Obviously, if the cop could have gotten a warrant, then he probably would have, but he likely would have failed to do so as the driver committed no infraction related to the crash.

It is a good question though which begs an answer. The victim was, in fact, a part time cop himself. I do not see how it is possible the blood draw could have helped the victim, contrary to the officer's claim, as it could only yield evidence that could hurt him, not help him (I.e. if it turned out that in spite of not committing any driving infraction contributing to the crash, he could have been on drugs or alcohol). Perhaps the cop knew the victim and had some sinister motive. Perhaps, as you speculate, the cop did something to cause the crash and wanted to incriminate the victim somehow, perhaps by tainting the blood sample he wanted in his possession. But clearly there was no legit reason to require the blood draw, and the hospital policy for refusing it reflected that lack of legitimate need.

The only possible reason for the badged prick to demand a blood test would be to try and "get" the victim of the accident on some charge in order to cover his own ass just in case his car chase was not "by the book"

Yes. This question should be part of the investigation, of course.

Pinguinite  posted on  2017-09-02   12:03:13 ET  Reply   Trace   Private Reply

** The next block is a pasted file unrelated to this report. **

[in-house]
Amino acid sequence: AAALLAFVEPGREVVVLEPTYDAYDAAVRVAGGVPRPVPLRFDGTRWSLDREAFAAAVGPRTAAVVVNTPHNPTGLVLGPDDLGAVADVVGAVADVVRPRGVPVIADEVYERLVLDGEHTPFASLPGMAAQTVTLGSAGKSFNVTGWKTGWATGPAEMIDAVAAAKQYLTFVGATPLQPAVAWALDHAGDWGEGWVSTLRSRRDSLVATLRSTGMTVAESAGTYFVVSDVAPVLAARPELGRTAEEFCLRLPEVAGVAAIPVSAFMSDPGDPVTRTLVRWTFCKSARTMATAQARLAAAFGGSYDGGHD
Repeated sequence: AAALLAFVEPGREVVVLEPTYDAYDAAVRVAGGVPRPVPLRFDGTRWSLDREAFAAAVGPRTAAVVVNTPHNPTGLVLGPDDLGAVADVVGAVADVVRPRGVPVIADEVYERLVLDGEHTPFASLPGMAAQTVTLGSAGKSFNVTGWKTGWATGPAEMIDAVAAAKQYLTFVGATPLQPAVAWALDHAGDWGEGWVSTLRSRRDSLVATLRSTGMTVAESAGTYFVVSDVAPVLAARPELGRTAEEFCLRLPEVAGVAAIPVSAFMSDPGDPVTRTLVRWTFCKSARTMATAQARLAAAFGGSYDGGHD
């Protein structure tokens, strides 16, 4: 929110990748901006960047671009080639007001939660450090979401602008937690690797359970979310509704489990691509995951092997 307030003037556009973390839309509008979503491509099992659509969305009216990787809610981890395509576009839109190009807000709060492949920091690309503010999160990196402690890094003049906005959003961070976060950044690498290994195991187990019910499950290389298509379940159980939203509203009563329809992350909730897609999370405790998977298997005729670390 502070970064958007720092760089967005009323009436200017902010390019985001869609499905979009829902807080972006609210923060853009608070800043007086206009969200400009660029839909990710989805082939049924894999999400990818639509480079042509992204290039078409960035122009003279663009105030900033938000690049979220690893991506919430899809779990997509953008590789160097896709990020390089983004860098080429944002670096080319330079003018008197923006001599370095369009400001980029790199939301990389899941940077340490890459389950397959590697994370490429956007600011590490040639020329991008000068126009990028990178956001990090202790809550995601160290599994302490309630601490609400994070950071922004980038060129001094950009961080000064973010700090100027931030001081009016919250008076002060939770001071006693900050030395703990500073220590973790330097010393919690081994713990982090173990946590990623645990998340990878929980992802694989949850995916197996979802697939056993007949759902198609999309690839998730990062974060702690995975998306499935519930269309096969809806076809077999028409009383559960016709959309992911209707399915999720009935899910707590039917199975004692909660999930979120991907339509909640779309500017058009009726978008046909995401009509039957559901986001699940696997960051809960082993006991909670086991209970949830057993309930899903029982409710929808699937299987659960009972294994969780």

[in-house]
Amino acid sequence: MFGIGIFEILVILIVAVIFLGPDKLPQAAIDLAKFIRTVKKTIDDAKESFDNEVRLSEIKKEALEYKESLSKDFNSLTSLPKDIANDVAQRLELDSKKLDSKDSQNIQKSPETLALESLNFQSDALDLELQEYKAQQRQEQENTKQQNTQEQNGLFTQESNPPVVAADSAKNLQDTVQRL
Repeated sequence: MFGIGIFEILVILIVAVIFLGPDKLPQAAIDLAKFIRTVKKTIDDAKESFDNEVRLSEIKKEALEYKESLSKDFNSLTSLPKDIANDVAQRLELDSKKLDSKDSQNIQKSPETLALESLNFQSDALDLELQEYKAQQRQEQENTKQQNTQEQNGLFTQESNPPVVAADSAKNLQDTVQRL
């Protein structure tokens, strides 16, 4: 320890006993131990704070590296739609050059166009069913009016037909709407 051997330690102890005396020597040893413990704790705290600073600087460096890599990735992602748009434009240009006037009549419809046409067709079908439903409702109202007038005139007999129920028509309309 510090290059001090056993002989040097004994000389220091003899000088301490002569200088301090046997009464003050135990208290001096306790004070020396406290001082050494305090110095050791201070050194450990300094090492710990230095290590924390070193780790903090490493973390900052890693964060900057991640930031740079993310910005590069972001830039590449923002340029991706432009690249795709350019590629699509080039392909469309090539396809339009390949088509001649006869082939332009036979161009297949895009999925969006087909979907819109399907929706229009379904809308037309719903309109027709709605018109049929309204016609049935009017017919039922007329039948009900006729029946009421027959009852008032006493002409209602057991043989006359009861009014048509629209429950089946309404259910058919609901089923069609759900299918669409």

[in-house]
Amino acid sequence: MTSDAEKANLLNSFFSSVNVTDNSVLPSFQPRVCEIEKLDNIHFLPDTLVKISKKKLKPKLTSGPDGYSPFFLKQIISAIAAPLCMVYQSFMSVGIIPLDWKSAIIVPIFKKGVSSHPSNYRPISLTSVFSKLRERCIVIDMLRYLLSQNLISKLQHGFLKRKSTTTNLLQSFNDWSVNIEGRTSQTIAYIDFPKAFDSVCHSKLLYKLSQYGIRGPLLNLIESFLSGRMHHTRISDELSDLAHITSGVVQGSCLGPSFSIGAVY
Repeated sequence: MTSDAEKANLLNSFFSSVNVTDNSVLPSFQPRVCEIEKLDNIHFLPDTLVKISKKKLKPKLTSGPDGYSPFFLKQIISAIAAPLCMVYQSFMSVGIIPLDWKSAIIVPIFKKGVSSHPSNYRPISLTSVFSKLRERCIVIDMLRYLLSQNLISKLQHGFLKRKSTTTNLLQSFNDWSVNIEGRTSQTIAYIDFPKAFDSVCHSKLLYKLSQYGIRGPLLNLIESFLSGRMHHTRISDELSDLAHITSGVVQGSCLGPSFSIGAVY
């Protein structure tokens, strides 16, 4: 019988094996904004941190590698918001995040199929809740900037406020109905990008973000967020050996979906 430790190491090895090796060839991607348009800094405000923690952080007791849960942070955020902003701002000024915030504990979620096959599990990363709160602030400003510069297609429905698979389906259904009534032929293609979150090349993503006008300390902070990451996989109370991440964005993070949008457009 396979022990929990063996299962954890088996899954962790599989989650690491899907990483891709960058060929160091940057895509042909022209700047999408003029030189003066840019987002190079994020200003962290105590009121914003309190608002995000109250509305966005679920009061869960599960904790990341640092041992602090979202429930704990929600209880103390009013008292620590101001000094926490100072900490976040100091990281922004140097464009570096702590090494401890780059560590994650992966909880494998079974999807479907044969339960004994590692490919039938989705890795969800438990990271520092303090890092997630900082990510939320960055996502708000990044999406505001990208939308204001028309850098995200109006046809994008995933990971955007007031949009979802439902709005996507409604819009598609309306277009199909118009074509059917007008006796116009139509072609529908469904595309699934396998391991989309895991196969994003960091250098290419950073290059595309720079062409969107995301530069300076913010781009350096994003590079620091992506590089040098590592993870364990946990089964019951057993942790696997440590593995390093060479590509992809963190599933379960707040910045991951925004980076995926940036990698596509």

#14. To: misterwhite (#6)

The cop was trained in drawing blood. The nurse was trying to prevent him from doing so. She was wrong. The cop was right.

You contradict the fox news article which clearly states the cop wanted the hospital to do the blood draw.

Put me in charge and

We appreciate the offer to volunteer, but...... no thank you!

As is made clear, consent is a non-issue if the cop arrested the nurse for not drawing the blood. Unless you can show a law requiring licensed medical staff to draw blood of third parties upon police demand.

Pinguinite  posted on  2017-09-02   12:07:51 ET  Reply   Trace   Private Reply  


#15. To: misterwhite (#6) (Edited)

She was wrong. The cop was right.

Oh, FU if you're not just trolling every single day. Or even if you are.

She needs to take this psycho asshole's house, car, pension, TV - everything. Don't steal from the taxpayers for this pig's arrogant violence.